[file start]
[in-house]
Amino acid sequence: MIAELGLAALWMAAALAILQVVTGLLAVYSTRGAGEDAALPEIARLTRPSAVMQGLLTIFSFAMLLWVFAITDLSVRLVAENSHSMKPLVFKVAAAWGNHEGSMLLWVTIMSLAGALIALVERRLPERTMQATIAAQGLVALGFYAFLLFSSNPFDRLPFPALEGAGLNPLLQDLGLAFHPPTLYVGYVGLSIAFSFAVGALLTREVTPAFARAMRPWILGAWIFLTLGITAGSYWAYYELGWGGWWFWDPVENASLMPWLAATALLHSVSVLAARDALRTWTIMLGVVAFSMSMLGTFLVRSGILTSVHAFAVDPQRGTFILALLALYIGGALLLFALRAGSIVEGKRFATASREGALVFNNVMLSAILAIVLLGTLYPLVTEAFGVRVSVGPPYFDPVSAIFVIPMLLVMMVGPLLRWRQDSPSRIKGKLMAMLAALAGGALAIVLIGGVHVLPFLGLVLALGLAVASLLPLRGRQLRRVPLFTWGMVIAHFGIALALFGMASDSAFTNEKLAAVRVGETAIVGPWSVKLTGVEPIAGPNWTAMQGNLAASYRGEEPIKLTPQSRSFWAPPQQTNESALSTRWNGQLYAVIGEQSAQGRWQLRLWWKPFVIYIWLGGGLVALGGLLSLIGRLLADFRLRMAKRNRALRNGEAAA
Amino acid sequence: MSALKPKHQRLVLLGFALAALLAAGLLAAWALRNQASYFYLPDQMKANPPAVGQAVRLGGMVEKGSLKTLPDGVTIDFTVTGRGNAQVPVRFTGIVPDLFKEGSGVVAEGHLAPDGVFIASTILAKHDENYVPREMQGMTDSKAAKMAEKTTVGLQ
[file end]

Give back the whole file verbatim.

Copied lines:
[in-house]
Amino acid sequence: MIAELGLAALWMAAALAILQVVTGLLAVYSTRGAGEDAALPEIARLTRPSAVMQGLLTIFSFAMLLWVFAITDLSVRLVAENSHSMKPLVFKVAAAWGNHEGSMLLWVTIMSLAGALIALVERRLPERTMQATIAAQGLVALGFYAFLLFSSNPFDRLPFPALEGAGLNPLLQDLGLAFHPPTLYVGYVGLSIAFSFAVGALLTREVTPAFARAMRPWILGAWIFLTLGITAGSYWAYYELGWGGWWFWDPVENASLMPWLAATALLHSVSVLAARDALRTWTIMLGVVAFSMSMLGTFLVRSGILTSVHAFAVDPQRGTFILALLALYIGGALLLFALRAGSIVEGKRFATASREGALVFNNVMLSAILAIVLLGTLYPLVTEAFGVRVSVGPPYFDPVSAIFVIPMLLVMMVGPLLRWRQDSPSRIKGKLMAMLAALAGGALAIVLIGGVHVLPFLGLVLALGLAVASLLPLRGRQLRRVPLFTWGMVIAHFGIALALFGMASDSAFTNEKLAAVRVGETAIVGPWSVKLTGVEPIAGPNWTAMQGNLAASYRGEEPIKLTPQSRSFWAPPQQTNESALSTRWNGQLYAVIGEQSAQGRWQLRLWWKPFVIYIWLGGGLVALGGLLSLIGRLLADFRLRMAKRNRALRNGEAAA
Amino acid sequence: MSALKPKHQRLVLLGFALAALLAAGLLAAWALRNQASYFYLPDQMKANPPAVGQAVRLGGMVEKGSLKTLPDGVTIDFTVTGRGNAQVPVRFTGIVPDLFKEGSGVVAEGHLAPDGVFIASTILAKHDENYVPREMQGMTDSKAAKMAEKTTVGLQ